Dolidze, Keto da Kote
A farce at the Tbilisi State Opera this afternoon, on two counts. First was the opera itself, Keto da Kote, a hilarious romp by Victor Dolidze. Second was less fortunate: I now know to avoid Sunday matinees which are part of school subscriptions with thousands of children.
Beethoven, Tschaikowsky, Sviridov
Briefly back in Vienna for work, I enjoyed Beethoven 4 and Tschaikowsky 6 (and an “Echo of a Waltz” by Sviridov as an encore) with Vladimir Fedosejev and the Tschaikowsky Symphony Orchestra in the Musikverein. If only the Russians stuck to making music and not war…
I went to another Georgian opera at the Tbilisi State Opera: Mindia, by Otar Taktakishvili. I assumed this would be another obscure Georgian opera, but it seems to be quite popular and not at all obscure here, and was practically sold out with a very enthusiastic audience (which stopped talking and paid attention, unlike at Aida).
The opera dates from 1961. In style, it was similar to the Paliashvili opera I saw last month, but with four-plus additional decades of development under Soviet eyes (Taktakishvili was director of the Tbilisi conservatory, and deputy head of the Soviet composers’ union). So mood was “Georgian” (inasmuch as Paliashvili is the father of Georgian classical music), including underlying tonality (modal, actually), with a bit of Soviet monumentalism. To that was added a style which repeatedly made me think of William Walton’s music written for various films of Shakespeare plays (the 20th-century monumentalized reinterpretation of music meant to be reflect an earlier era).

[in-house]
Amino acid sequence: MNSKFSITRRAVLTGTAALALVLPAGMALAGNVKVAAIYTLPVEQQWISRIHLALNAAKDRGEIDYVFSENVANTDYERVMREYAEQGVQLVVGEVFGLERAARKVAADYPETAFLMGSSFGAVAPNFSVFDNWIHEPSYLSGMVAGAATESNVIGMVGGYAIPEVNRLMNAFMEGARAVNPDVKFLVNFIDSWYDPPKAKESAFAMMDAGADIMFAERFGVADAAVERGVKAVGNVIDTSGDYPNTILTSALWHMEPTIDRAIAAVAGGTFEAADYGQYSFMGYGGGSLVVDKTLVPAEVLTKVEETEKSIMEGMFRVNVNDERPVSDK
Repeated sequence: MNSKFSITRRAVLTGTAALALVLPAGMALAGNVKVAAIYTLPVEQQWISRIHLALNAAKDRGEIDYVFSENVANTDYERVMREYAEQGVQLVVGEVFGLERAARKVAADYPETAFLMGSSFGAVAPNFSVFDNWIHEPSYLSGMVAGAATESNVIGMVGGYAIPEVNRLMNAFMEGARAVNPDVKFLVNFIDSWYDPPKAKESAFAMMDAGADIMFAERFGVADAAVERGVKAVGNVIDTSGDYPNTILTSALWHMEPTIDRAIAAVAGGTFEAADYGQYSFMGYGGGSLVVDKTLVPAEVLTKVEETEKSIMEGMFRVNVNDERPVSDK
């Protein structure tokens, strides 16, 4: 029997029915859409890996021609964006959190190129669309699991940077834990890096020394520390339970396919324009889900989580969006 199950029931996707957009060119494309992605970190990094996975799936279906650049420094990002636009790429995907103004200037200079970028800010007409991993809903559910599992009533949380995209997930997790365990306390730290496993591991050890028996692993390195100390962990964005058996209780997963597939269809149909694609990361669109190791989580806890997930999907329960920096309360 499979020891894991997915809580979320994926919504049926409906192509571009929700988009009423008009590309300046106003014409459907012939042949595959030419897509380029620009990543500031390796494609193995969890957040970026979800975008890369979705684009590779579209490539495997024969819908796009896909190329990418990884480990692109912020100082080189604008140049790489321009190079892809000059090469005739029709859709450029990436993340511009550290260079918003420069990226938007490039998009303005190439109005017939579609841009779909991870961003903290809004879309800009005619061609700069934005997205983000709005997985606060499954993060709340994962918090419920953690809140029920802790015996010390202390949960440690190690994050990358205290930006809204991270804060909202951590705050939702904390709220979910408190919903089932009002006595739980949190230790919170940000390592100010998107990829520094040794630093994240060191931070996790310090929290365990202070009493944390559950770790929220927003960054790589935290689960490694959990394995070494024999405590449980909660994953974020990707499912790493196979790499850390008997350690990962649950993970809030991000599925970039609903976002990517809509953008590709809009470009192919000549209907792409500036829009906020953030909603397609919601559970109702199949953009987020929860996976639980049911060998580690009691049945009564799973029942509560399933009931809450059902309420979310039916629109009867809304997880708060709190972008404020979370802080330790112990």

The plot was simple, and had as an agenda the opposition to blood feuds. The hero has wandered for many years and learned to understand and speak the language of mother nature. Returning home, he is expected to take part in a blood feud to avenge the murder of his brother, but refuses since this is against his – and nature’s – beliefs. Although he demonstrates bravery in vanquishing his village’s enemies in battle (which apparently is allowed), he continues to refuse to kill his brother’s murderer inside his village. The murderer takes offense that the blood feud is not being honored, and ultimately forces the hero’s hand. After that, the hero is no longer able to commune with nature, and seeks to apologize. At the end of the opera, mother nature forgives him, and welcomes him back.
Staging was minimal, but not necessary to convey the plot, which was more psychological than action-oriented. Picture a classical Greek play, with characters interacting with the chorus more than with each other, and the main action taking place off stage and being referred to.
The lead tenor was the same one who also sang the lead tenor roles in the previous two operas I saw in the house. The villain was excellent (I don’t think I’ve seen him before). Otherwise, cast and orchestra remain quite creditable.